GABBLER RECOMMENDS: How a Woman Becomes a Lake By Jia Tolentino

‘These days of fear and sadness show no sign of abating. It’s been a long time since I’ve felt lake-like—cool and still.

Just as a person does not wish to become a motionless body of water for no reason, girls don’t get to turn into lakes on a whim. I’ve been rereading Ovid lately—the clean and gorgeous Rolfe Humphries translation of the Metamorphoses, published in 1955—and, in Book V, the nymph Arethusa tells Ceres the story of how she was transformed into a spring. Out hunting alone on a hot day, she found a silent, clear river with silver willows on the banks. She took off her clothes and went swimming, only to hear a “curious kind of murmur / From deep down under”—the river god Alpheus. In “that hoarse voice he had,” Arethusa says, Alpheus asked her, “Where are you going in such a hurry, Arethusa?” She began running away from him, “naked, for my clothes / Were on the other bank, and all the more / He kept on coming; naked, so he thought / I was readier for the taking. So I fled.” She kept running, through fields and mountains and “pathless places,” with the sun at her back and Alpheus’ shadow looming over her shoulder, frightened at “the way his labored breathing / Blew on the back of my hair.”’

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GABBLER RECOMMENDS: The Amazons Were Based on Real-Life Women Warriors Who Were Cool as Hell

Most of what the Greeks wrote about the Amazons can be dismissed out of hand. The idea of all-female tribes that reproduced through sex with strangers and murdered their male infants sounds more like a paranoid male fantasy than historical fact. Similarly, the idea that Amazons cut off one of their breasts to improve their bow skills is laughable to any woman who has managed to master archery with their chest intact. (Not to mention the high fatality rate that such a drastic procedure would have incurred, given the medical capabilities of the time.)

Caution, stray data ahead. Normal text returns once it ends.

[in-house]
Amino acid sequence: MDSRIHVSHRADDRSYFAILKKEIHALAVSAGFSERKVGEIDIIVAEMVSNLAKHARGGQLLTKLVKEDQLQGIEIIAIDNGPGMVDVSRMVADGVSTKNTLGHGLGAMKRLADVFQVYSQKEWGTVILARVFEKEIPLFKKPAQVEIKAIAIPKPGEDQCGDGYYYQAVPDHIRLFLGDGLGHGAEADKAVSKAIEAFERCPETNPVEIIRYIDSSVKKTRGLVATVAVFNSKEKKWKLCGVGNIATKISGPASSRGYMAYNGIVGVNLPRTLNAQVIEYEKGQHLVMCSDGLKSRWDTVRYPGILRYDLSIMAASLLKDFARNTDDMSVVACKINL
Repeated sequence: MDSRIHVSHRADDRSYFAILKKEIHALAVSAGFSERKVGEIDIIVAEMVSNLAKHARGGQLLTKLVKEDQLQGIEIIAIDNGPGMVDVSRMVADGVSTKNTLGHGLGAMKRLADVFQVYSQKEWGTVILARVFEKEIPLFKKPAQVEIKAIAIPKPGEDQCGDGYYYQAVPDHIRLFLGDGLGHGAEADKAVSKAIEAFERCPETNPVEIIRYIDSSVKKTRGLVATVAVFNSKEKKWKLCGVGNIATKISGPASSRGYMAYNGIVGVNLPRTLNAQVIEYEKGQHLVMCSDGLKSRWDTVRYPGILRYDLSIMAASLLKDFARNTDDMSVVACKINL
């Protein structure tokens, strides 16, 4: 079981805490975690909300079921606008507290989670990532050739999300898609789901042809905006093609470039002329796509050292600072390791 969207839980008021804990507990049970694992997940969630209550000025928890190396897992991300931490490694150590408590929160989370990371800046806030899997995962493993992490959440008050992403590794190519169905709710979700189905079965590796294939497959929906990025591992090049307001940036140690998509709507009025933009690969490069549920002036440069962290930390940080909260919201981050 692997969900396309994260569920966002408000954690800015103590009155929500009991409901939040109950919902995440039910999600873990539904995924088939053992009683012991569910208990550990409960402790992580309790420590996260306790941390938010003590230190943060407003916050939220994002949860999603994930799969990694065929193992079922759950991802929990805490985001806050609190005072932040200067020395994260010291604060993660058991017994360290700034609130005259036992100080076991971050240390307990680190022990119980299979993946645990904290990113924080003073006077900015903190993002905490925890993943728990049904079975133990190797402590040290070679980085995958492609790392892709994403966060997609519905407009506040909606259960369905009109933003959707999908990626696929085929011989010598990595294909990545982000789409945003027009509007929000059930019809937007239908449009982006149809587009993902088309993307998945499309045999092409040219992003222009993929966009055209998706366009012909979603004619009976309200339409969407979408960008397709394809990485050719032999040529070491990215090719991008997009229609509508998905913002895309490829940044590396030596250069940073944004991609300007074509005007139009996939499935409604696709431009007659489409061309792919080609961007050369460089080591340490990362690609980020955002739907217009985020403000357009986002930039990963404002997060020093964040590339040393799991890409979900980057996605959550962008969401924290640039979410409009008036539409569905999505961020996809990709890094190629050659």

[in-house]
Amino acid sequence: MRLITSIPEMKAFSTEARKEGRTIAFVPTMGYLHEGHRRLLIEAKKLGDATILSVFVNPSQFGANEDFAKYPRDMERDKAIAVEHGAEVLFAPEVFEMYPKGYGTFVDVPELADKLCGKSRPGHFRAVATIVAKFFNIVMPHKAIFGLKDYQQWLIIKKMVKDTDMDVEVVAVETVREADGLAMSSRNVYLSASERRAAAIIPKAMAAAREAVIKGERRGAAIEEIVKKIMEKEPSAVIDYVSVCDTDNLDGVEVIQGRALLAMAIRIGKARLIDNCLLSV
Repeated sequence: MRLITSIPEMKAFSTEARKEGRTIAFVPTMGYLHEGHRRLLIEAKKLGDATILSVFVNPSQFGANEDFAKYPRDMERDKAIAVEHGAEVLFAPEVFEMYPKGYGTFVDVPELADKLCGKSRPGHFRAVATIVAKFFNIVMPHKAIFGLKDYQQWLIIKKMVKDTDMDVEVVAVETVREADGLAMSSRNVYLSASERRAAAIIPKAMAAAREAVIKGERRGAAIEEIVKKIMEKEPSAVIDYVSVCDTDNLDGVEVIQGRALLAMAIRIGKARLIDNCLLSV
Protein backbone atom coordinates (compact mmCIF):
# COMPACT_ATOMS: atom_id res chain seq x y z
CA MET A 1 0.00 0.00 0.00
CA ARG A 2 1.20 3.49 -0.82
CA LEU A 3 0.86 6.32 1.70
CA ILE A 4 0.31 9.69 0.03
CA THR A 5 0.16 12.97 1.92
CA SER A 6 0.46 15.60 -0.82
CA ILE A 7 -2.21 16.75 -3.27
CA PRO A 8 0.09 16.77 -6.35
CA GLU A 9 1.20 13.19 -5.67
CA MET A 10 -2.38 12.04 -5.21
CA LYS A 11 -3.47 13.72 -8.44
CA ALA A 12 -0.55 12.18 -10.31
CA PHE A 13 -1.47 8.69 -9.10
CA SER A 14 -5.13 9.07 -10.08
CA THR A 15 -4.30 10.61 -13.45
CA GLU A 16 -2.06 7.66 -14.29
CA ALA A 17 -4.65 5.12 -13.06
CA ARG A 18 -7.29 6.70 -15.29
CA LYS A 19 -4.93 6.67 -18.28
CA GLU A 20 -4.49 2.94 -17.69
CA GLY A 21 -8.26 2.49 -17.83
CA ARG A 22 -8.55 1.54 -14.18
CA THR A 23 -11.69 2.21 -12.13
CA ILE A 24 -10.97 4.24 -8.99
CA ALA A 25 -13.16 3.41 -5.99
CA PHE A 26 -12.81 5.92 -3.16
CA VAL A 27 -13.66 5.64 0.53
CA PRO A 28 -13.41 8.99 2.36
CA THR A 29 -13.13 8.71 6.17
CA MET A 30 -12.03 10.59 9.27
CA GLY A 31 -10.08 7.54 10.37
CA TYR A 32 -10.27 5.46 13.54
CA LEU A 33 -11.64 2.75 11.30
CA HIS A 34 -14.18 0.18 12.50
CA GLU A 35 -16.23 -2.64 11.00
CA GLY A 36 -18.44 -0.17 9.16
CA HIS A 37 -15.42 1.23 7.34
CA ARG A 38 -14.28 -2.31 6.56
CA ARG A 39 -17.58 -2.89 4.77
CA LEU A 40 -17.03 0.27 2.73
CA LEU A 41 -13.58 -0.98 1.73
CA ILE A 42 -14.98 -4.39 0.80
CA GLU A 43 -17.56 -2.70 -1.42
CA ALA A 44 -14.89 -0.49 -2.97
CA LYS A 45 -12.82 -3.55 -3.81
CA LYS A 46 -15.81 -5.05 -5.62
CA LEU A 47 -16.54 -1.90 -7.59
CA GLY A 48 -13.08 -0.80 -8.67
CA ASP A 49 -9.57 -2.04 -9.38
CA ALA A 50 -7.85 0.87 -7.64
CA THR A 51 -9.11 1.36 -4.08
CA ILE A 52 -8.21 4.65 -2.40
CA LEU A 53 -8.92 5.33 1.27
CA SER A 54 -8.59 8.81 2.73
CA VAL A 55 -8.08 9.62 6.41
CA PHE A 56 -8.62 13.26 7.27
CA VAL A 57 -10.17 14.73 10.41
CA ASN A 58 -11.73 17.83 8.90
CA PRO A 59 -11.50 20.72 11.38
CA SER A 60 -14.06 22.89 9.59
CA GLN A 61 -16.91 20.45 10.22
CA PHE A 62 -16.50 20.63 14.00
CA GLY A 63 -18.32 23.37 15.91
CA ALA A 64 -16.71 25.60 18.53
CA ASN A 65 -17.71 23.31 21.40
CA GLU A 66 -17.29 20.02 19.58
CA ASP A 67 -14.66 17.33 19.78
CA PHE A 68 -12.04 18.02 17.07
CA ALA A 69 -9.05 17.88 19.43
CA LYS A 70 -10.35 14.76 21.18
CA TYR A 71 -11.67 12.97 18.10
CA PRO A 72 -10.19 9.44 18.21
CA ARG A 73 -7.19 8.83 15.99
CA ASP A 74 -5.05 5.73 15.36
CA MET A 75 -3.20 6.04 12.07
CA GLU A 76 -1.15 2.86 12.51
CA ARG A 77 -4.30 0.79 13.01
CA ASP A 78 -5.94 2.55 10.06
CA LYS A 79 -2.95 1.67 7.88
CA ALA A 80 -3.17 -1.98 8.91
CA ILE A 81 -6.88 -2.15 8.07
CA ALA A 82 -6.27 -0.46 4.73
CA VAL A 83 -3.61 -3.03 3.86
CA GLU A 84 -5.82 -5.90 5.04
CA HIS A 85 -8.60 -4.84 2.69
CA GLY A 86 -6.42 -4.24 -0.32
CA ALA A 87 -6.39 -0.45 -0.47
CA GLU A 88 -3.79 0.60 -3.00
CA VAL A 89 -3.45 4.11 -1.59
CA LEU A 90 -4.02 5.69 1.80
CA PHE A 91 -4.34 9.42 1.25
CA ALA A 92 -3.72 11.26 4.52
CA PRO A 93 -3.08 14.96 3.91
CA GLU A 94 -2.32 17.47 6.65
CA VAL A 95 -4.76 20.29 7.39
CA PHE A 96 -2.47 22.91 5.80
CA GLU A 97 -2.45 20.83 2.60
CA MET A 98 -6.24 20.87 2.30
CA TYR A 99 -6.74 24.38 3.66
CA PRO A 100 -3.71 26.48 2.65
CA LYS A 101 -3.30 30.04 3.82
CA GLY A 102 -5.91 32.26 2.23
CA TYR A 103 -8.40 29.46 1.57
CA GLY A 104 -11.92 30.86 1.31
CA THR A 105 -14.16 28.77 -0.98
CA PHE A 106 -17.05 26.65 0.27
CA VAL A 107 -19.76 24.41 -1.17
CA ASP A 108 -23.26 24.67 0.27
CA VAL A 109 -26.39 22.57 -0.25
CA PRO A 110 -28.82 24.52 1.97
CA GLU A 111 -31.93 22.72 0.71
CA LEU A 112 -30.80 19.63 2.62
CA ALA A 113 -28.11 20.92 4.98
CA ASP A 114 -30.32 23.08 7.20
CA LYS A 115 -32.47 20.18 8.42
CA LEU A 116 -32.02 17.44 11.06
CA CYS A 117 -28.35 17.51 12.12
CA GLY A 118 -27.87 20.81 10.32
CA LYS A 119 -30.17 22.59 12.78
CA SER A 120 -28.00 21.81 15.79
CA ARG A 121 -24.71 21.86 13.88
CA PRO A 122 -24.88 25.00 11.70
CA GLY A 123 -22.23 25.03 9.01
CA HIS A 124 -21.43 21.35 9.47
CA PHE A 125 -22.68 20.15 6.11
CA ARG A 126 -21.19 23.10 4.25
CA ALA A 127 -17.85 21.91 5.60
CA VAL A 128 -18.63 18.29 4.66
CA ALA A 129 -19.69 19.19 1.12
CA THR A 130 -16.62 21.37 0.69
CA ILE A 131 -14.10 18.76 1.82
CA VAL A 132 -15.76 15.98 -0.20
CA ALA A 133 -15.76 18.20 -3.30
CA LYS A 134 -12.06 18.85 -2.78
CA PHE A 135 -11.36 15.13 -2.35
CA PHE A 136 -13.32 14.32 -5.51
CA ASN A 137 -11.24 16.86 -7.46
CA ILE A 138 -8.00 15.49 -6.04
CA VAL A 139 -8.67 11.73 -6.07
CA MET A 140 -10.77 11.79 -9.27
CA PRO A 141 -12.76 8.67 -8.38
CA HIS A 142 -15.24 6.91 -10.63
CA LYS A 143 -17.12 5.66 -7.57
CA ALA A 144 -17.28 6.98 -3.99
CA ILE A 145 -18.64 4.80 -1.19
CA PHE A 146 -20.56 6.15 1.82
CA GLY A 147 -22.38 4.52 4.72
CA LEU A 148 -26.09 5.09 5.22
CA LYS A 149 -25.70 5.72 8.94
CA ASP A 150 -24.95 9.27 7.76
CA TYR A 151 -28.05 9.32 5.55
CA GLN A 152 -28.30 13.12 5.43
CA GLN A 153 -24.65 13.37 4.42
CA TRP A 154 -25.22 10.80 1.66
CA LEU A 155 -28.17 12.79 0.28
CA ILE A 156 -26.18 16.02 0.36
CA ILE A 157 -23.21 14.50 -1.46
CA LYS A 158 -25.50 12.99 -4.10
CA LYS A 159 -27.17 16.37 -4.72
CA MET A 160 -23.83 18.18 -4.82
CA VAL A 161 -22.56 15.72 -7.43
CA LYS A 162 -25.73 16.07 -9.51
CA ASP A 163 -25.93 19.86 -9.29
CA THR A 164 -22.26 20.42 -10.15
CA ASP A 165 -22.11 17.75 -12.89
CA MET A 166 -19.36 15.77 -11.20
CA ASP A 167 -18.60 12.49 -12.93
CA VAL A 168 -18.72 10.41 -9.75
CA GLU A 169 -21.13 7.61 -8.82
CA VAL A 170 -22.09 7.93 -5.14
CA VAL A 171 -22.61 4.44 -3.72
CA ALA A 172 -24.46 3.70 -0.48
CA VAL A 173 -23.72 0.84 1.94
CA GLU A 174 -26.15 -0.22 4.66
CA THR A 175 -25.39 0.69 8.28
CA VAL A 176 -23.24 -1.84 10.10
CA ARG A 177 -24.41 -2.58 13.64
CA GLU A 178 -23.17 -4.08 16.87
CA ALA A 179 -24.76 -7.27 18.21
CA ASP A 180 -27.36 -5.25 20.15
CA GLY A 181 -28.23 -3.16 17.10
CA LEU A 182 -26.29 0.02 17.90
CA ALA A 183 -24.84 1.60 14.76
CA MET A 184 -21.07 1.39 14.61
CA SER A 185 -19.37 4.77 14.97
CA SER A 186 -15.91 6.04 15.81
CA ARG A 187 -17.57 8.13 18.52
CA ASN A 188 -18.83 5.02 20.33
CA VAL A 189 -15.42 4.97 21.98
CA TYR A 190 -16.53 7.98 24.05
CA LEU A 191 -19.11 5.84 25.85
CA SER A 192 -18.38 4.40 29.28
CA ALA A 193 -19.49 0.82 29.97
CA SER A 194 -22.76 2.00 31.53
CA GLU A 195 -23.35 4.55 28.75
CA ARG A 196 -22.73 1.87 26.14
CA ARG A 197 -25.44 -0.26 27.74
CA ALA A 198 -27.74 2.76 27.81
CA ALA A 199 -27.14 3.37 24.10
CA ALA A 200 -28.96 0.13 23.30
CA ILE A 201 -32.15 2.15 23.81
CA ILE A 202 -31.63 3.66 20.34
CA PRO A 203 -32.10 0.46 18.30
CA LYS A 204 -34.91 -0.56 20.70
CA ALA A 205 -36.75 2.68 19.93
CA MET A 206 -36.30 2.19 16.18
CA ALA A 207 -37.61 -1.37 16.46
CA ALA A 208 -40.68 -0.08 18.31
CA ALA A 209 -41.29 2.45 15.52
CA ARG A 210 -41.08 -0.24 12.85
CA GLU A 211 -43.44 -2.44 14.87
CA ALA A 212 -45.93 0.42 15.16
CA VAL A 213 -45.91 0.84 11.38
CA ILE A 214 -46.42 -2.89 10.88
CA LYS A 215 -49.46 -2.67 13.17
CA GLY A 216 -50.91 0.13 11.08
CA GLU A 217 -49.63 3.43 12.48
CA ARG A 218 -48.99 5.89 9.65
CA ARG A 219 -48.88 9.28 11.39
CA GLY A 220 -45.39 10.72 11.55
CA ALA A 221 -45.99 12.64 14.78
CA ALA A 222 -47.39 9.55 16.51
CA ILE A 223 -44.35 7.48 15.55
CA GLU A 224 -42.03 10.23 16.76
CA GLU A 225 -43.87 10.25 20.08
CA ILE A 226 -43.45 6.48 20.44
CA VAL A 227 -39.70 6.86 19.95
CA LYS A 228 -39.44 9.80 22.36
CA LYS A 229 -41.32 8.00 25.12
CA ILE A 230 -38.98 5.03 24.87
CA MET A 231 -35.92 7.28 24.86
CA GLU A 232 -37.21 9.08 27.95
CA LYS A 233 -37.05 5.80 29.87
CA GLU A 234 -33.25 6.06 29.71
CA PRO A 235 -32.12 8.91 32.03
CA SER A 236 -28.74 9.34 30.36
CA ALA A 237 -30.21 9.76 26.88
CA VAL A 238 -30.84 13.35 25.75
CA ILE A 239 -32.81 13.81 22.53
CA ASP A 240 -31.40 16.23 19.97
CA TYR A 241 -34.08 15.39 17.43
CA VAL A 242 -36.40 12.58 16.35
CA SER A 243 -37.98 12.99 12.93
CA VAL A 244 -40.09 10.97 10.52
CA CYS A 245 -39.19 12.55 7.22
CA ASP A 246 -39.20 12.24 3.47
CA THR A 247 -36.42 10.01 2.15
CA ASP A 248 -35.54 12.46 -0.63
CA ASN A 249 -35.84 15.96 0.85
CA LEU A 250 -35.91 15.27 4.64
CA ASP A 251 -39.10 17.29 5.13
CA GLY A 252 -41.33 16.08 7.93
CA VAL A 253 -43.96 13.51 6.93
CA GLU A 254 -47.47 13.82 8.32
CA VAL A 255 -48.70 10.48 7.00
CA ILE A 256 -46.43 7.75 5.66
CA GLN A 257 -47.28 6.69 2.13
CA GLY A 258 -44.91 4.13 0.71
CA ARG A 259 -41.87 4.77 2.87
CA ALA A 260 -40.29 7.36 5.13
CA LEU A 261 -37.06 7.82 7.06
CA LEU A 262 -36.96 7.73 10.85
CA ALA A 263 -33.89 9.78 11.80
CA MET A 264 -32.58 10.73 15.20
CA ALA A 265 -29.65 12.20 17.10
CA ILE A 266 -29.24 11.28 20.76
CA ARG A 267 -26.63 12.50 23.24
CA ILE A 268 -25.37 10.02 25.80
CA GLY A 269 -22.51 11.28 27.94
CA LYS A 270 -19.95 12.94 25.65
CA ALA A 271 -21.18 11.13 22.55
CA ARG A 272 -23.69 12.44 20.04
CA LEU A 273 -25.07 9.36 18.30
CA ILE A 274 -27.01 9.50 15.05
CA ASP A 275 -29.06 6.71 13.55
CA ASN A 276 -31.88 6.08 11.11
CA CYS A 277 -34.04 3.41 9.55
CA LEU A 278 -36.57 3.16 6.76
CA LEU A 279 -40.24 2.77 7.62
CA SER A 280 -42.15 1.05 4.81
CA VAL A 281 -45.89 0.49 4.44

“One can no longer claim that Amazons were nothing but fantasy figures to be killed by mythic Greek heroes; that Amazon myths were invented to discourage Greek women from admiring strong women; that Amazons in Greek art were simply stand-ins for Persian men; and that there was nothing in the historical world shaped or influenced the images of Amazons in literature and art,” Mayor says.

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#BLAThoughtOfTheDay: Thor: Ragnarok is anything but Norse

While this is the first Thor movie I’ve actually felt compelled to see, I think my intrigue has more to do with the syncretic mix of non-Norse imagery in its advertisements:

The above poster looks a lot like iconography for the Hindu Pantheon, complete with lots of arms and the hyper use of color:

And then we see a Pegasi, from Greek myth, in the trailer:

Granted, Valkyries did fly through the air, arguably on horseback. It’s just not a decidedly Norse creature when given feathered wings…

And at one point Thor is forced to fight Hulk, Roman gladiator-style:

So, my last thought is:

Other than just the Norse gods themselves, where’s the Nordic flair? 

 

Mercury is drawing on The Automation for his next painting. He loved our use of the word “mercurial” so many f*cking times.

[“BLA and GB Gabbler” (really just a pen name – singular) are the Editor and Narrator behind THE AUTOMATION, vol. 1 of the Circo del Herrero series. They are on facebook, twitter, tumblr, goodreads, and Vulcan’s shit list.]

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